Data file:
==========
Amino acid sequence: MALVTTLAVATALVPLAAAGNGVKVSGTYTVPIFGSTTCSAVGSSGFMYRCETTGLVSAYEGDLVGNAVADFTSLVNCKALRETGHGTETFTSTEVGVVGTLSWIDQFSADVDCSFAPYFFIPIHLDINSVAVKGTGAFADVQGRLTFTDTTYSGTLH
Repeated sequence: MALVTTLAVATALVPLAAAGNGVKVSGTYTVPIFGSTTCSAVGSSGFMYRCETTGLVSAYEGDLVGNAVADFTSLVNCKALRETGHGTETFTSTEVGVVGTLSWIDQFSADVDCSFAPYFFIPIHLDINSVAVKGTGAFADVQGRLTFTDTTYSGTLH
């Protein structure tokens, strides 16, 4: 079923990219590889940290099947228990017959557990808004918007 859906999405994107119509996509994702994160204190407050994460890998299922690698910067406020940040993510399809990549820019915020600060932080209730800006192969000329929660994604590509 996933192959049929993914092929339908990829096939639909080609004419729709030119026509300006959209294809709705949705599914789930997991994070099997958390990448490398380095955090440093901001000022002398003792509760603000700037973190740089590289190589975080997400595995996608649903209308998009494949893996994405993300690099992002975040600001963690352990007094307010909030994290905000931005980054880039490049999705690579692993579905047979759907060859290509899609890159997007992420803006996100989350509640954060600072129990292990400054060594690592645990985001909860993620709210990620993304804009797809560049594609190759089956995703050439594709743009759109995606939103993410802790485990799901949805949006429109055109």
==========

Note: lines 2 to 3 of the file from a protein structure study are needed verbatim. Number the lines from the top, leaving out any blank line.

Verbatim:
Repeated sequence: MALVTTLAVATALVPLAAAGNGVKVSGTYTVPIFGSTTCSAVGSSGFMYRCETTGLVSAYEGDLVGNAVADFTSLVNCKALRETGHGTETFTSTEVGVVGTLSWIDQFSADVDCSFAPYFFIPIHLDINSVAVKGTGAFADVQGRLTFTDTTYSGTLH
């Protein structure tokens, strides 16, 4: 079923990219590889940290099947228990017959557990808004918007 859906999405994107119509996509994702994160204190407050994460890998299922690698910067406020940040993510399809990549820019915020600060932080209730800006192969000329929660994604590509 996933192959049929993914092929339908990829096939639909080609004419729709030119026509300006959209294809709705949705599914789930997991994070099997958390990448490398380095955090440093901001000022002398003792509760603000700037973190740089590289190589975080997400595995996608649903209308998009494949893996994405993300690099992002975040600001963690352990007094307010909030994290905000931005980054880039490049999705690579692993579905047979759907060859290509899609890159997007992420803006996100989350509640954060600072129990292990400054060594690592645990985001909860993620709210990620993304804009797809560049594609190759089956995703050439594709743009759109995606939103993410802790485990799901949805949006429109055109």